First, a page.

Youth converge to re-imagine safe spaces in Zamboanga

Armed with nothing but a handful of art materials, their creative spirits, and the hope for a safer Zamboanga, almost a hundred youth came together to re-imagine safe spaces in Asia’s Latin City last August 17 at Palacio del Sur, Zamboanga City.

In line with the National Youth Commission’s celebration of International Youth Day with the theme “Safe Spaces for the Youth,” miniature models of the ideal safe community were built by the youth as an output during “SUGPAT Youth Talks #2: Creating Safe Spaces for the Youth.”

This is the second iteration of the SUGPAT Youth Talks, a series of fora uniquely designed to discuss timely issues and programs, identify areas of convergence, and leverage resources for better outcomes for Filipino children and adolescents.

Inputs about safe spaces from a Youth Champion

Seventeen-year-old guest speaker Joshua Rommel Vargas enlightened the participants about the concept of safe spaces following his recent trip to Surabaya, Indonesia as a youth representative of the Philippines for the UNICEF meeting of mayors in the “Growing Up Urban” Summit.

The international meeting of government leaders and urban decision makers was a conversation and sharing of best practices on making cities safe and sustainable for every child.

Vargas promptly started his talk by asking participants if Zamboanga was safe in general: “Is Zamboanga safe as a place for you to express yourself? For you to be who you want to be? Are there physical, social, or structural barriers? Do you feel accepted? Do you feel accommodated?”

He then enumerated the conditions that make a space truly safe. These include protection from physical harm, from discrimination, from violence and abuse, and the protection of free speech and expression, and the right to live and be a part of society in spite of what would normally be considered as barriers or hindrances (persons with disability, out-of-school youth).

“The youth deserve to be totally safe and to grow up in an environment that will protect not only their physical safety, but also their total human dignity,” Vargas said.

A creative workshop to redesign safer communities

In the afternoon, participants were grouped together and tasked to build a “box village” that would portray the ideal safe space covering four different areas: a residential area/barangay, a school, a recreational area/park, and downtown/pueblo.

Prior to this, a pre-workshop activity was had where participants wrote answers to the questions of what makes the four established areas unsafe. The presence of pickpockets, improper waste segregation, school bullying, and the perpetuation of drugs and vices, were the most common “unsafe factors” that surfaced from the activity.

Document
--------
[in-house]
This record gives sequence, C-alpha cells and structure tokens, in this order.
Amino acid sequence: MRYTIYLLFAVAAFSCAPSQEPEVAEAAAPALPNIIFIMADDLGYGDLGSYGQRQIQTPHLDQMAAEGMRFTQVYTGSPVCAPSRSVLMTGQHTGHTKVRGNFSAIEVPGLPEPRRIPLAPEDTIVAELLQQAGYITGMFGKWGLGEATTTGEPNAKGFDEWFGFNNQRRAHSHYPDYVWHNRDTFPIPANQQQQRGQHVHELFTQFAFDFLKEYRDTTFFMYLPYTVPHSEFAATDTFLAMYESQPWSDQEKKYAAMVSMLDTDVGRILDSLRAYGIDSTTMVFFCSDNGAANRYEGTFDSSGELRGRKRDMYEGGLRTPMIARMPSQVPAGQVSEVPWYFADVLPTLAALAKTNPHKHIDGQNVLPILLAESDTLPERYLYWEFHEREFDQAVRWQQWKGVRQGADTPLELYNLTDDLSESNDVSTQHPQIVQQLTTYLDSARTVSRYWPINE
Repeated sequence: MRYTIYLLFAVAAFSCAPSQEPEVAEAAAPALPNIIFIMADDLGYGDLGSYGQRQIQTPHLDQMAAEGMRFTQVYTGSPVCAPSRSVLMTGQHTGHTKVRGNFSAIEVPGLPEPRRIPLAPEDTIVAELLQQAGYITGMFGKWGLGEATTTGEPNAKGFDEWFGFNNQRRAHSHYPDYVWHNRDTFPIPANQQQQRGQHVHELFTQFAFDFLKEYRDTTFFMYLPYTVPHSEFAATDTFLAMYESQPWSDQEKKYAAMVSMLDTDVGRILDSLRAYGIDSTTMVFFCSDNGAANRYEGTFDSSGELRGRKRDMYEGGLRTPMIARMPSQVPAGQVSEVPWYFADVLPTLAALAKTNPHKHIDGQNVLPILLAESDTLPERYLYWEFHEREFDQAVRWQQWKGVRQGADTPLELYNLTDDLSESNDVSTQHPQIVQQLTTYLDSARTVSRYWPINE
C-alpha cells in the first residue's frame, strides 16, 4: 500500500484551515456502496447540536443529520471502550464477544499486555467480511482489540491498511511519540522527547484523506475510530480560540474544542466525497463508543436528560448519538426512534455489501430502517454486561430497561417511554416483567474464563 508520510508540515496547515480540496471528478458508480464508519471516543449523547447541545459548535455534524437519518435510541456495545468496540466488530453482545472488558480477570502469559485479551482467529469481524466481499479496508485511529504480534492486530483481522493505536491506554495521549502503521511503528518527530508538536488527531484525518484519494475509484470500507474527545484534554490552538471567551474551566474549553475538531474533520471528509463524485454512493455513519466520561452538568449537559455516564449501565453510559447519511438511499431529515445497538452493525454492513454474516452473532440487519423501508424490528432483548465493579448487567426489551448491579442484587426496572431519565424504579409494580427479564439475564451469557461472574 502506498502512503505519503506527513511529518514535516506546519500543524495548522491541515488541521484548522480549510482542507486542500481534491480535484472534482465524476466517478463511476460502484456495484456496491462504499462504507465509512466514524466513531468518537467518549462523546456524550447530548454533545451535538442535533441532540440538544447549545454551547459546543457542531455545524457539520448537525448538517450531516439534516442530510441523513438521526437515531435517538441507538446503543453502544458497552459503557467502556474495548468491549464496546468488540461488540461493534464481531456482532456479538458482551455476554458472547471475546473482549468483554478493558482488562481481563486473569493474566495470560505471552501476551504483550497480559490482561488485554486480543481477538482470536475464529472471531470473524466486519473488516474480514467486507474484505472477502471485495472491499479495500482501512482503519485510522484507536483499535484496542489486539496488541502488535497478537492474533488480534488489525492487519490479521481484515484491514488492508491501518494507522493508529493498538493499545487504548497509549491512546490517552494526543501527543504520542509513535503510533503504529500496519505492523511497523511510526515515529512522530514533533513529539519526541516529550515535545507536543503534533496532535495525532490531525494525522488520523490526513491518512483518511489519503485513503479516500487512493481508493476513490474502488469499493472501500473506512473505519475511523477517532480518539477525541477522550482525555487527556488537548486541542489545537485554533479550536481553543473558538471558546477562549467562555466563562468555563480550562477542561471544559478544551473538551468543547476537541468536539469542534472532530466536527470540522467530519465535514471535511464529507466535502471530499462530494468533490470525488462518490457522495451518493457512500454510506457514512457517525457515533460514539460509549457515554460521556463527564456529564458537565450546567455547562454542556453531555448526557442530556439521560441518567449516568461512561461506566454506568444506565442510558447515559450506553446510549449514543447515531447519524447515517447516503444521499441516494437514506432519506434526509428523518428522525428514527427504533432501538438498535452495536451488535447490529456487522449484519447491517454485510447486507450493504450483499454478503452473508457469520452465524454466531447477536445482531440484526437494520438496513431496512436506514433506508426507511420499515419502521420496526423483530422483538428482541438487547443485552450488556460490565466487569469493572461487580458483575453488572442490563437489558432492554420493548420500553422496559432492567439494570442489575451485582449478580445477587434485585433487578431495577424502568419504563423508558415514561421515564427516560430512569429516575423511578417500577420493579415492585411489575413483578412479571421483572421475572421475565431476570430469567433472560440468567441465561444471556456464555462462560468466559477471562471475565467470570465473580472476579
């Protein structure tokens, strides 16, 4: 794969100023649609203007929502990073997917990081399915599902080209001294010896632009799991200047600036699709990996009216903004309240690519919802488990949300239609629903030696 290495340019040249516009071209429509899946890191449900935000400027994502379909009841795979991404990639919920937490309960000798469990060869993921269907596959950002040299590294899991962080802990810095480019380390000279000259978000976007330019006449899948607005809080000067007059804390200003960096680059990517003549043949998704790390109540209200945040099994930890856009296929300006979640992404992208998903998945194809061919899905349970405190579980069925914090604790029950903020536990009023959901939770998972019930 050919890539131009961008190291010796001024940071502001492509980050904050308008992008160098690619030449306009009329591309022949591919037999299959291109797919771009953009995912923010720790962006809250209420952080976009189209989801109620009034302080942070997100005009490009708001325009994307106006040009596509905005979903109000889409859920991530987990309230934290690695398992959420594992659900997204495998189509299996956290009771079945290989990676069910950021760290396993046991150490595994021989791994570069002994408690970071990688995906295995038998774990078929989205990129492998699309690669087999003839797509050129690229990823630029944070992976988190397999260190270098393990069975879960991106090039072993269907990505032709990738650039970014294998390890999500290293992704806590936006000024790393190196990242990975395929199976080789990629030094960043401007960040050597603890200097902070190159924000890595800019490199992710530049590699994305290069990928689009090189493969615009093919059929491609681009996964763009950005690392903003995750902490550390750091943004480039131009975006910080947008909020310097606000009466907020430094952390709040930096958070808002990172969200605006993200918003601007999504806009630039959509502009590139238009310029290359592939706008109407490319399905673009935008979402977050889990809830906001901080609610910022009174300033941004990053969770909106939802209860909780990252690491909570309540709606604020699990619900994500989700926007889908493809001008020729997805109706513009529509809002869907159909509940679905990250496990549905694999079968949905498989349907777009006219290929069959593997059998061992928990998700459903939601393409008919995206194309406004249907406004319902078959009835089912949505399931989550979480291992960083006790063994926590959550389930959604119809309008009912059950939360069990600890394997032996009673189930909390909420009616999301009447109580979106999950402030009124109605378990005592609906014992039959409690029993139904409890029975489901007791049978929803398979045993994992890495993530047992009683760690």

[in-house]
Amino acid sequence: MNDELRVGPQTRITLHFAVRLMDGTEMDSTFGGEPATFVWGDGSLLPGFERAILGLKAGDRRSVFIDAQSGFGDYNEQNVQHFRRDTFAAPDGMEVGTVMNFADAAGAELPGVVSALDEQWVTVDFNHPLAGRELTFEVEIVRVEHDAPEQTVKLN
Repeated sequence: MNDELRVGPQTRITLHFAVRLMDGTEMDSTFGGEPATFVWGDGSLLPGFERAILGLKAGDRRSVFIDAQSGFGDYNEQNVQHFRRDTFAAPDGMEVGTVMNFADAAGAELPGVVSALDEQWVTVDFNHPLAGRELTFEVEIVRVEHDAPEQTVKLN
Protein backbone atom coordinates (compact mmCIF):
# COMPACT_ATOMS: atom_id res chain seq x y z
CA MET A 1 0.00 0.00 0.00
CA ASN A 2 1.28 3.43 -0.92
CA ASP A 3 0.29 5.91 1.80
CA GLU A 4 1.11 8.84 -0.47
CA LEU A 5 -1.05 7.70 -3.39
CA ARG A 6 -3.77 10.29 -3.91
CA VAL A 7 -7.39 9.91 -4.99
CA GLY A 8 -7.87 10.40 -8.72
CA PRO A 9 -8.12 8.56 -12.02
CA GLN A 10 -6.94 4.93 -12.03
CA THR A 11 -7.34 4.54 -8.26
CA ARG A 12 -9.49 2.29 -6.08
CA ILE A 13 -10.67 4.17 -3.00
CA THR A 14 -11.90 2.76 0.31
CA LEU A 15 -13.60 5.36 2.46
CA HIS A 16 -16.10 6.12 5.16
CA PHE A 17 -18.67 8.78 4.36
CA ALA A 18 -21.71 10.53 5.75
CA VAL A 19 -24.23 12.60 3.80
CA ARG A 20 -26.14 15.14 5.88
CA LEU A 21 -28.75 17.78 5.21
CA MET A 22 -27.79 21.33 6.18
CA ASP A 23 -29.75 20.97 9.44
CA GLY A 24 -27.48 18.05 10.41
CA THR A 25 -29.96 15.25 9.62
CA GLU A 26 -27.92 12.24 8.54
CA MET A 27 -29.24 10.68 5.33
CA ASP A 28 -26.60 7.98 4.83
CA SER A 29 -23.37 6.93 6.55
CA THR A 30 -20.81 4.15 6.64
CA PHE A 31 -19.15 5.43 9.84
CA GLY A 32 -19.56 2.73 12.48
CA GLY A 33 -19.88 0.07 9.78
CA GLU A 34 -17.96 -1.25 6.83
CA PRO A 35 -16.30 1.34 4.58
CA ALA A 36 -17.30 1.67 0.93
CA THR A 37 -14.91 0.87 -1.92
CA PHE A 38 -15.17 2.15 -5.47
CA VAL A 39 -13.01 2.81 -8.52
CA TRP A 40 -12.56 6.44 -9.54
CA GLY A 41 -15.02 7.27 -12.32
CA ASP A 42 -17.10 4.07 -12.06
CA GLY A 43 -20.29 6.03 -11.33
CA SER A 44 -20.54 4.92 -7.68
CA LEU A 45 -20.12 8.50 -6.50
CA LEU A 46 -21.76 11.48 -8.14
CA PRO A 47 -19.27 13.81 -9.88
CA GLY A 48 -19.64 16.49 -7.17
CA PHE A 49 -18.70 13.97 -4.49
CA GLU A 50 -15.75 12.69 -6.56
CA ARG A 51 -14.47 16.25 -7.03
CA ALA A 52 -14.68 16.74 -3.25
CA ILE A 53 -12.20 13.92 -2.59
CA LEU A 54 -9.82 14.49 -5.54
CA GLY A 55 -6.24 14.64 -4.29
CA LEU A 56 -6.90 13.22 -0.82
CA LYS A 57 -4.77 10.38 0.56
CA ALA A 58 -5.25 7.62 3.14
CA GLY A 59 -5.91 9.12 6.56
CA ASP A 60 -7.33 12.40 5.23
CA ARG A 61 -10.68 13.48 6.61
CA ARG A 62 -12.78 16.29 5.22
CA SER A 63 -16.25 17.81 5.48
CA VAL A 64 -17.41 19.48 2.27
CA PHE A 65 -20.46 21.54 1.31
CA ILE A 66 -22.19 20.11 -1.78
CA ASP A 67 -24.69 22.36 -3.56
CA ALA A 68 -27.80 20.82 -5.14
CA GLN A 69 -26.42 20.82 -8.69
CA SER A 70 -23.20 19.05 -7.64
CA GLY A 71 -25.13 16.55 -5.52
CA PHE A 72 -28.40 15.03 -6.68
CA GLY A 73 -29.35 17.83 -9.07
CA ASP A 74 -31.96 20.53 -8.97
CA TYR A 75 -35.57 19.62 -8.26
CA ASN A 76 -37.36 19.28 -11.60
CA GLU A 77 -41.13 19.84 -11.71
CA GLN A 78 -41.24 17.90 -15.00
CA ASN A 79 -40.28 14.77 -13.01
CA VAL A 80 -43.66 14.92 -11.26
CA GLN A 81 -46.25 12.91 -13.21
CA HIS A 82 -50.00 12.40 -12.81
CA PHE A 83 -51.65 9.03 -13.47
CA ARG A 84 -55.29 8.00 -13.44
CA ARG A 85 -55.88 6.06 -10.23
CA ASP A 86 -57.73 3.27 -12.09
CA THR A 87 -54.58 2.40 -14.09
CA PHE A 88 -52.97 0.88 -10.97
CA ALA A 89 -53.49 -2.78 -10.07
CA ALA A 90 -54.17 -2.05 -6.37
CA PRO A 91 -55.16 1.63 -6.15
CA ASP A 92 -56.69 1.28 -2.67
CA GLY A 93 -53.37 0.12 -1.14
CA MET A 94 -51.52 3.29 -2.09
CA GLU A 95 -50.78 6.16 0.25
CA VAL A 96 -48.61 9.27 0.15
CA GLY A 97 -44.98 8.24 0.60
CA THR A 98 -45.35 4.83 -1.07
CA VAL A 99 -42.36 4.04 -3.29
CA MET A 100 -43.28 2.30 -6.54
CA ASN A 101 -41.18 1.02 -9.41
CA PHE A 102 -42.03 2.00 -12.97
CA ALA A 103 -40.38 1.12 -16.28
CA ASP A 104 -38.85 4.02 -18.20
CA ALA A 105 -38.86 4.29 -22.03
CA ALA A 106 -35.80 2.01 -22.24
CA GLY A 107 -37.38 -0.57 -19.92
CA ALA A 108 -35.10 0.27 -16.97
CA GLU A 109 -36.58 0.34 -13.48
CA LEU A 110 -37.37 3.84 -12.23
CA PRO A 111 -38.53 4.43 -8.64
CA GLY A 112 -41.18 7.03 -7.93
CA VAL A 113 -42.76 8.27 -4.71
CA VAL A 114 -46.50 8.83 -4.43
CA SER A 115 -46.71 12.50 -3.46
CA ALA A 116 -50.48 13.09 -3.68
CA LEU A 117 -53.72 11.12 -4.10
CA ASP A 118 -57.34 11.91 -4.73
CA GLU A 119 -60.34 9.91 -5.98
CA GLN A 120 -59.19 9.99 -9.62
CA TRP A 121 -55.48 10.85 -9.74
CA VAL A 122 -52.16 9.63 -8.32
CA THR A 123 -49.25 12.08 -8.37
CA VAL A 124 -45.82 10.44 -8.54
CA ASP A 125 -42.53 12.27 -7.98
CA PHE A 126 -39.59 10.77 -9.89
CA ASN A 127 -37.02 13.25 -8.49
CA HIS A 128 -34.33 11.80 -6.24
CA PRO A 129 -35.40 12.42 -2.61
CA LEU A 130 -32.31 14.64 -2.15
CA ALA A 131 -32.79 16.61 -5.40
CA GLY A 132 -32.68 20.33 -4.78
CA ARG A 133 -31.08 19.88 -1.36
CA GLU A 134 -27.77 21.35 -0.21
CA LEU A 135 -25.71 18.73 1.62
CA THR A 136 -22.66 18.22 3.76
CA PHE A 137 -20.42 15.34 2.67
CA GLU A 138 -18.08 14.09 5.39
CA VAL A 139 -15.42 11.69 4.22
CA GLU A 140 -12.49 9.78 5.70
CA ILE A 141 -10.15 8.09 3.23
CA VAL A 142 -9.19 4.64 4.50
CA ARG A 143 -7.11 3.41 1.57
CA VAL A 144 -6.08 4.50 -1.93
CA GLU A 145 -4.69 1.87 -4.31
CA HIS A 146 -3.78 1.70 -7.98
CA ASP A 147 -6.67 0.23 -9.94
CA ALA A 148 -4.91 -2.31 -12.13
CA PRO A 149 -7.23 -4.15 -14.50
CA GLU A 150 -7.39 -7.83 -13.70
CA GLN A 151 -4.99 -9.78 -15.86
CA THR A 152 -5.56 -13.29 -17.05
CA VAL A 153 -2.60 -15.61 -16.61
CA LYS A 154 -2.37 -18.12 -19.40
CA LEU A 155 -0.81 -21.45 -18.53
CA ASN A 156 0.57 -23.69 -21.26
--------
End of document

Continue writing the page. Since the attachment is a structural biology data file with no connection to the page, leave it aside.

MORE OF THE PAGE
These inputs became the foundation of how the youth participants would design and build their assigned area.

Based on the 12 “box villages” that were created, there was a common clamor for renewable sources of energy as seen in the use of solar panels in their city design. Various environmental sustainability efforts across all areas which included waste segregation and eco-friendly transport systems also appeared.

All-gender restrooms, community disaster and evacuation facilities, rehabilitation centers, CCTV camera set-ups, and more progressive recreational facilities across different areas of a city were key highlights that were drawn out from the city designs.

SUGPAT-ADAP Program Director Kiko Miranda concluded that the attempt of creating a safe space was not only about building infrastructure but most importantly about policy.

 

“We need policies to ensure that the children and youth are safe even in the availability and access to these safe spaces,” he continued, “and we make sure that our ‘crazy’ ideas go into the hands and tables of the right people who can affect real change.”

Participation from across different youth sectors

To ensure an inclusive environment where all sectors of youth are represented, different youth organizations, Sangguniang Kabataan (SK) officials, and especially the out-of-school youth were present in the creative workshop.

In attendance were the SUGPAT Batch 2 fellows representing the out-of-school youth sector, Mujer LGBT Organization, Out-of-school Youth Development Alliance, WMSU-Muslim Student’s Association, Las Bellas Zamboanga, Peace Advocates Zamboanga, Archdiocesan Youth Apostolate, PAPDG Inc., I CAN Make a Difference, Mariposa de Zamboanga Organization, Ignite Volunteering Group Zamboanga, Youth Solidarity for Peace, MyDEV, and La Tierra Y Agua.

Leave a Comment





Show Buttons
Hide Buttons